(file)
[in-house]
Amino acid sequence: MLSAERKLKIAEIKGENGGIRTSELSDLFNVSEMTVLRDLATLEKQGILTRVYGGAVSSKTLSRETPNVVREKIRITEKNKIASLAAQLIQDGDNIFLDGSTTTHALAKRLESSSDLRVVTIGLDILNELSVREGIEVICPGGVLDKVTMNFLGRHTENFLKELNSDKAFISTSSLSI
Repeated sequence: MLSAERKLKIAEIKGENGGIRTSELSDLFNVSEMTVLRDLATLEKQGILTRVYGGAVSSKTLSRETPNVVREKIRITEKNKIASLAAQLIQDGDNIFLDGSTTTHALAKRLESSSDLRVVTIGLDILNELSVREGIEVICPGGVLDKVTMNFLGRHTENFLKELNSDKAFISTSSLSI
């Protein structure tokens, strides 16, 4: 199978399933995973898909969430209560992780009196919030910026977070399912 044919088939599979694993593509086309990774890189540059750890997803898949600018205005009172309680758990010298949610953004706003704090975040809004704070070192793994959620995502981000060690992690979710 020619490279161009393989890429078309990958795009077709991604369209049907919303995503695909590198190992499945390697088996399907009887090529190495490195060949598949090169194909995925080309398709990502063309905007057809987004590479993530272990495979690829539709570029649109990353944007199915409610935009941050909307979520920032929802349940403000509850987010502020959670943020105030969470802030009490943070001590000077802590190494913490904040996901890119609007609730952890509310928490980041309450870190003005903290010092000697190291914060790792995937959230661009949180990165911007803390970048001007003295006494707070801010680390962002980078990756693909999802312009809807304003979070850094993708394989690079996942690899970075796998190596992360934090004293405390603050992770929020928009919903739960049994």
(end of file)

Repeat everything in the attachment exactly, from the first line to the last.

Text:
[in-house]
Amino acid sequence: MLSAERKLKIAEIKGENGGIRTSELSDLFNVSEMTVLRDLATLEKQGILTRVYGGAVSSKTLSRETPNVVREKIRITEKNKIASLAAQLIQDGDNIFLDGSTTTHALAKRLESSSDLRVVTIGLDILNELSVREGIEVICPGGVLDKVTMNFLGRHTENFLKELNSDKAFISTSSLSI
Repeated sequence: MLSAERKLKIAEIKGENGGIRTSELSDLFNVSEMTVLRDLATLEKQGILTRVYGGAVSSKTLSRETPNVVREKIRITEKNKIASLAAQLIQDGDNIFLDGSTTTHALAKRLESSSDLRVVTIGLDILNELSVREGIEVICPGGVLDKVTMNFLGRHTENFLKELNSDKAFISTSSLSI
């Protein structure tokens, strides 16, 4: 199978399933995973898909969430209560992780009196919030910026977070399912 044919088939599979694993593509086309990774890189540059750890997803898949600018205005009172309680758990010298949610953004706003704090975040809004704070070192793994959620995502981000060690992690979710 020619490279161009393989890429078309990958795009077709991604369209049907919303995503695909590198190992499945390697088996399907009887090529190495490195060949598949090169194909995925080309398709990502063309905007057809987004590479993530272990495979690829539709570029649109990353944007199915409610935009941050909307979520920032929802349940403000509850987010502020959670943020105030969470802030009490943070001590000077802590190494913490904040996901890119609007609730952890509310928490980041309450870190003005903290010092000697190291914060790792995937959230661009949180990165911007803390970048001007003295006494707070801010680390962002980078990756693909999802312009809807304003979070850094993708394989690079996942690899970075796998190596992360934090004293405390603050992770929020928009919903739960049994």